Rush took their broken hearts to his advantage. He gave them direct challenges with the exceptional motivation he had probably leant overseas as a layer and working with both Barretto and Fabisch. That worked wonders for the young boys.
It was during the days that Siza Khoza was hottest, Zenzo Zemura Moyo was a prolific goal scorer, Alexander Phiri a midfield workhorse, Blessing Gumiso a dominating force, Thulani Biya Ncube the perfect specimen of a footballer, Johannes Tshisa Ngodzo shoe shine pianist, Tapuwa
Kapini flamboyant goalkeeper, Melody Wafawanaka the fortress and Eddie Dube the darling of the crowd.
The boys always ran like there was no tomorrow. The Stadium was always full to the bream and the mood was on such a drug high. Rush coach the team to be a source of the reason to live for so many fans.
People started composing songs and remixing in a way never known before.You will remember the Gwindi song, the ‘Cry Mantengwane’ and ‘Babebulalo’ Baba’. This for me was the most successful and most successful part.
The dent here was the Sable de Batie and Young African Africa Champions’ League
games. That was too bad.
Eddie May is regarded by many as the main man, a true expatriate and professional. He took Rahman Gumbo’s team with its momentum. He was very fortunate to have Ernest Maphepha by his side. The late Eddie was a little negative when he started, being too defensive.
One of his first few matches, he played at home against Dynamos and I was doing a live
TV commentary analysis on the game. He played with five defenders who battled to contain Norman Maroto. Bosso lost that match with Maroto scoring.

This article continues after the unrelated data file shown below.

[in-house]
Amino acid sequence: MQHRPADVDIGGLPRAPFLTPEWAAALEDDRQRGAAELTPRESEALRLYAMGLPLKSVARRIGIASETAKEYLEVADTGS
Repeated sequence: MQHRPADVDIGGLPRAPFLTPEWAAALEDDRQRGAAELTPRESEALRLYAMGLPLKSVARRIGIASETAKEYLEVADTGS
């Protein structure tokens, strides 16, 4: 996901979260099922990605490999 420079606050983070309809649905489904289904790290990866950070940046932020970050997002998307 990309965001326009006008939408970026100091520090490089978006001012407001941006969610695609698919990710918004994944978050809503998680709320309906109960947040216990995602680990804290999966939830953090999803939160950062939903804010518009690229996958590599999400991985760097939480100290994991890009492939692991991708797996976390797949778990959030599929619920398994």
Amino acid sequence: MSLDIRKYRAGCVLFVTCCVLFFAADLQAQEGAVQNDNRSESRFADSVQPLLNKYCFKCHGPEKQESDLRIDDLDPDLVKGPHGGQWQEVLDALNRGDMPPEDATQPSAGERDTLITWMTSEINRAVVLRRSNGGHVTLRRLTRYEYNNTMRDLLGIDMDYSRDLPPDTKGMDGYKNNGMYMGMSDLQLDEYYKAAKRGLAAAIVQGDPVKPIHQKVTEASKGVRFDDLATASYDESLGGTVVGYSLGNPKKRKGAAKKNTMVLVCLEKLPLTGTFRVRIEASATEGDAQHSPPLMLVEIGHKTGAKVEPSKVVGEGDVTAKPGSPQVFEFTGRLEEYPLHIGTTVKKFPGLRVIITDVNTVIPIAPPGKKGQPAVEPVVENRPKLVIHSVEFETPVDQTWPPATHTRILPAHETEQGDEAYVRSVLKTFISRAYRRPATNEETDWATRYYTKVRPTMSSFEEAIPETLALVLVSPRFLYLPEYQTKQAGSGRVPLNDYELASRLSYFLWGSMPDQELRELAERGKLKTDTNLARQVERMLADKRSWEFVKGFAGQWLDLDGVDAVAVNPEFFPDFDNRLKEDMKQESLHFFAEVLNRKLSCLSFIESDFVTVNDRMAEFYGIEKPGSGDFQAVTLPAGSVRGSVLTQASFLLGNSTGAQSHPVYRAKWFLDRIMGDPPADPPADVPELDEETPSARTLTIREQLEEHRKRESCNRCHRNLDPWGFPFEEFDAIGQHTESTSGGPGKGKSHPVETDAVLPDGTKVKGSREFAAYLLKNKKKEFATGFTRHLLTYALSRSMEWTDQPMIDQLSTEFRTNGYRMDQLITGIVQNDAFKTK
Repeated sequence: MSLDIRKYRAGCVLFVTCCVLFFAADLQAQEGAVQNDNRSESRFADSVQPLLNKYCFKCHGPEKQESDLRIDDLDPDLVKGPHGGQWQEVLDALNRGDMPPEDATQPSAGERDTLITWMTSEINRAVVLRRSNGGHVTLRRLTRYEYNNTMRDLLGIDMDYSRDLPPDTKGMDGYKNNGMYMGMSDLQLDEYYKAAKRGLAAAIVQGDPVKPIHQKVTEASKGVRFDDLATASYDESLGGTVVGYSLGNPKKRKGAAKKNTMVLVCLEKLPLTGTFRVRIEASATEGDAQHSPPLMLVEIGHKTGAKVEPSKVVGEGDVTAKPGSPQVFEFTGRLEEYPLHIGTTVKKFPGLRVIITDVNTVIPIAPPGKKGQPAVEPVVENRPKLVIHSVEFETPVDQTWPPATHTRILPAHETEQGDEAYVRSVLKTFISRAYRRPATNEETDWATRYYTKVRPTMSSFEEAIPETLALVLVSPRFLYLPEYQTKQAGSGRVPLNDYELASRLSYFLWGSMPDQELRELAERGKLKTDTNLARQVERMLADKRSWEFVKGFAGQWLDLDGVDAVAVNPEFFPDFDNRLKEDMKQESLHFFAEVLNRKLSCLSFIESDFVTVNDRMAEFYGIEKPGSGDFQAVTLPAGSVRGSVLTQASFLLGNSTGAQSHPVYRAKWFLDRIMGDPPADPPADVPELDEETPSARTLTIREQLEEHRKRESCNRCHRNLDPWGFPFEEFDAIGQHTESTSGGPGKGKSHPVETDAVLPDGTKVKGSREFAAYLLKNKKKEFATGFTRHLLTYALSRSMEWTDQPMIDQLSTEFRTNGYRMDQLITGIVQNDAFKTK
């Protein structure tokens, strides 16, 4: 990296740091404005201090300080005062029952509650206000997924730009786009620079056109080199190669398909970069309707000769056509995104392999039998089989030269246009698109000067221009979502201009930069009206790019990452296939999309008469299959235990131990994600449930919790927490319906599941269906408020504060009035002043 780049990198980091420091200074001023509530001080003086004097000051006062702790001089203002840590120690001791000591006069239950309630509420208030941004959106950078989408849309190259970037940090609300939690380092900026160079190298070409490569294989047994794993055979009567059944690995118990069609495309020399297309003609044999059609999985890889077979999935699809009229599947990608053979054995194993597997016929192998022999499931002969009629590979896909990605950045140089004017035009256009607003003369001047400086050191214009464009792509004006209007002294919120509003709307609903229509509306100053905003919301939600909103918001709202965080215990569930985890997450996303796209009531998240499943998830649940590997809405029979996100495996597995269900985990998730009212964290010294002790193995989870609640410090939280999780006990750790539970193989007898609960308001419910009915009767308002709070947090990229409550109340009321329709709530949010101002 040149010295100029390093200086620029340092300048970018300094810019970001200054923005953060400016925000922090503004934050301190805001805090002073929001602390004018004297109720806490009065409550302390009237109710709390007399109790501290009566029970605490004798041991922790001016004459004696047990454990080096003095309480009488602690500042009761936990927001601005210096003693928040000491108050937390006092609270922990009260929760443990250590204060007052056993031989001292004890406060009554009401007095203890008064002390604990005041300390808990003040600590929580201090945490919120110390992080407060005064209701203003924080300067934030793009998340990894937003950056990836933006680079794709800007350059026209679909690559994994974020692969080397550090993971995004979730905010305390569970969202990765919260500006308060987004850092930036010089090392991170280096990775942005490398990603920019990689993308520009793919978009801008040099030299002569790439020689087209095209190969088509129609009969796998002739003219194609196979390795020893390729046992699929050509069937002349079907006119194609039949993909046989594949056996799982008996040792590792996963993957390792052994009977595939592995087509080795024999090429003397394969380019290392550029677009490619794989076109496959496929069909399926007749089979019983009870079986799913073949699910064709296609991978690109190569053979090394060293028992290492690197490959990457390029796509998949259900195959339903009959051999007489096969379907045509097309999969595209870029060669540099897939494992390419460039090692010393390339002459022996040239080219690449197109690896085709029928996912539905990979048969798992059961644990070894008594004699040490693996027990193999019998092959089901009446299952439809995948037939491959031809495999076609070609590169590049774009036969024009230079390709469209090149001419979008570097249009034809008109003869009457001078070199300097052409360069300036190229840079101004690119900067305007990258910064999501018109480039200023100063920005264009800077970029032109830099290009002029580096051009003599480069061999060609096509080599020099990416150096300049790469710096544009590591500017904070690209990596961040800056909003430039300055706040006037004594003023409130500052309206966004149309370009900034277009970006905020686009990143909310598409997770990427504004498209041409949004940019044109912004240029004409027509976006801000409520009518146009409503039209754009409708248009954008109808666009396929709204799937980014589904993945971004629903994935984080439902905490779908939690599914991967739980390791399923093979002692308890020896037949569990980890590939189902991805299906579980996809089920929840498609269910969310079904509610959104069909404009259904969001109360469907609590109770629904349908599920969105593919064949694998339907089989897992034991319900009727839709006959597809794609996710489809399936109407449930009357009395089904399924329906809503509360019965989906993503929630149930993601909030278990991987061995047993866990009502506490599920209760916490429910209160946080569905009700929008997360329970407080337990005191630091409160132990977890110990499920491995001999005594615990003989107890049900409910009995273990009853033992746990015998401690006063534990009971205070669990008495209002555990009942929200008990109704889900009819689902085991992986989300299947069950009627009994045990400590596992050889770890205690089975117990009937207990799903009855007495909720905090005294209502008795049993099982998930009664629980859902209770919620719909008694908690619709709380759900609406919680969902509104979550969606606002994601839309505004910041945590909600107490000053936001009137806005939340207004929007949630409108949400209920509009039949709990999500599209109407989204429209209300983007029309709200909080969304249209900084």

Things improved very much from that time on. At one point, he played six strikers in a match. In the days of Eddie Nyika and later, Adam Ndlovu and Stuart Murisa, the team won the championship with a 20-point gap.
The young players like Honour Gombami and Johannes Ngodzo pushed their game a notch higher and flourished. Bosso became rolling stone, winning championships at will. Technically speaking, Eddie was good enough to keep the status quo Rahman had left. He was one of the best.
("Sathathu Eddie Dube, sathathu Eddie Nyika, Highlander, iteam yezwe lonke. Sathathu Eddie May, kuselu Edie Murphy, Highlander .....")
When it comes down the line, there were others like Dick Chama. He was an ordinary passionate coach. He really did not impact much in the success of the team, probably because of the challenge of living up to the predecessors. He remained a professional who worked hard for the team.
Methembe Ndlovu brought a different style of play and went for about half a season without a loss. Mayor won the league championship with about six matches remaining. His system revolved to be rigid and unexciting.
There was no patience with the management and fans for him to do different things to turn the fortunes of the team around.
In a long history of other coaches, there is Bobby Clark of the Bobby circuit that we covered on the blog previously, as well as Bill Asbury. Others like Lawrence Phiri played vital roles that
combined with being team managers as well.
In later years, Highlanders hired Mohammed Fathi of Egypt. Fathi was assisted by Mkhuphali Masuku, a former club midfielder who also played for Amazulu. Fathi coache at the worst ossible economic era for the country and team and had success to write home about.
Mr Cooper also tried his best with Bekithemba Ndlovu and made a reasonable impact under tough conditions.
Bongani Mafu coached Highlanders FC for just under a season,but was very unlucky to get the desired results. Mafu came in with a lot of exprience from Europe and some claim his coaching methods were too complicated for the boys and therefore did not benefit the team much.
His previous coaching experience with Zimbabwe Saints, had proved his capability as a very smart and clever coach. Bongani had coaching stincts in Botswana before and after leaving Highlanders and he also worked with Sunday Chidzambwa as a COSAFA team assistant in the 2017 South Africa COSAFA Cup.
As for me, many people do not have a clue who I am or was. I was never the coach. I was just a Technical Advisor, to Rahman Gumbo.
The question as to who was the greatest, will always hinge on where you were at that time. Some were the best, others lucky and few successful. Of course for me, least known.